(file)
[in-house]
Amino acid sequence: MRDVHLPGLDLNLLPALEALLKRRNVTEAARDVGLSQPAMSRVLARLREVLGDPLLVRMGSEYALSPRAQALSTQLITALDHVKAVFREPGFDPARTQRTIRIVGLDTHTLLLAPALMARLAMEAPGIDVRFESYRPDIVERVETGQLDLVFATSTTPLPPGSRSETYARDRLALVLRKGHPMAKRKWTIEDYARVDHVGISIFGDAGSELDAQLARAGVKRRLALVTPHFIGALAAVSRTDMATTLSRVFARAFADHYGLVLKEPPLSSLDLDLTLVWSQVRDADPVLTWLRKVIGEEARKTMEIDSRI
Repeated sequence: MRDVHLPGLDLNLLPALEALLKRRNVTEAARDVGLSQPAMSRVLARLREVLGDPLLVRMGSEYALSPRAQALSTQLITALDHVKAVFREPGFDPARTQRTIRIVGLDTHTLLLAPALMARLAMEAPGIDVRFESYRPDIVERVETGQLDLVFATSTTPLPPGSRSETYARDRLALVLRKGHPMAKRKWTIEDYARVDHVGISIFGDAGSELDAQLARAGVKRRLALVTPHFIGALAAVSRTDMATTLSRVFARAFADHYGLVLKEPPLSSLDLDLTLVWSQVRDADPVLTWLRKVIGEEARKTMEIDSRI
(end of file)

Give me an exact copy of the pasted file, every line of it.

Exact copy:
[in-house]
Amino acid sequence: MRDVHLPGLDLNLLPALEALLKRRNVTEAARDVGLSQPAMSRVLARLREVLGDPLLVRMGSEYALSPRAQALSTQLITALDHVKAVFREPGFDPARTQRTIRIVGLDTHTLLLAPALMARLAMEAPGIDVRFESYRPDIVERVETGQLDLVFATSTTPLPPGSRSETYARDRLALVLRKGHPMAKRKWTIEDYARVDHVGISIFGDAGSELDAQLARAGVKRRLALVTPHFIGALAAVSRTDMATTLSRVFARAFADHYGLVLKEPPLSSLDLDLTLVWSQVRDADPVLTWLRKVIGEEARKTMEIDSRI
Repeated sequence: MRDVHLPGLDLNLLPALEALLKRRNVTEAARDVGLSQPAMSRVLARLREVLGDPLLVRMGSEYALSPRAQALSTQLITALDHVKAVFREPGFDPARTQRTIRIVGLDTHTLLLAPALMARLAMEAPGIDVRFESYRPDIVERVETGQLDLVFATSTTPLPPGSRSETYARDRLALVLRKGHPMAKRKWTIEDYARVDHVGISIFGDAGSELDAQLARAGVKRRLALVTPHFIGALAAVSRTDMATTLSRVFARAFADHYGLVLKEPPLSSLDLDLTLVWSQVRDADPVLTWLRKVIGEEARKTMEIDSRI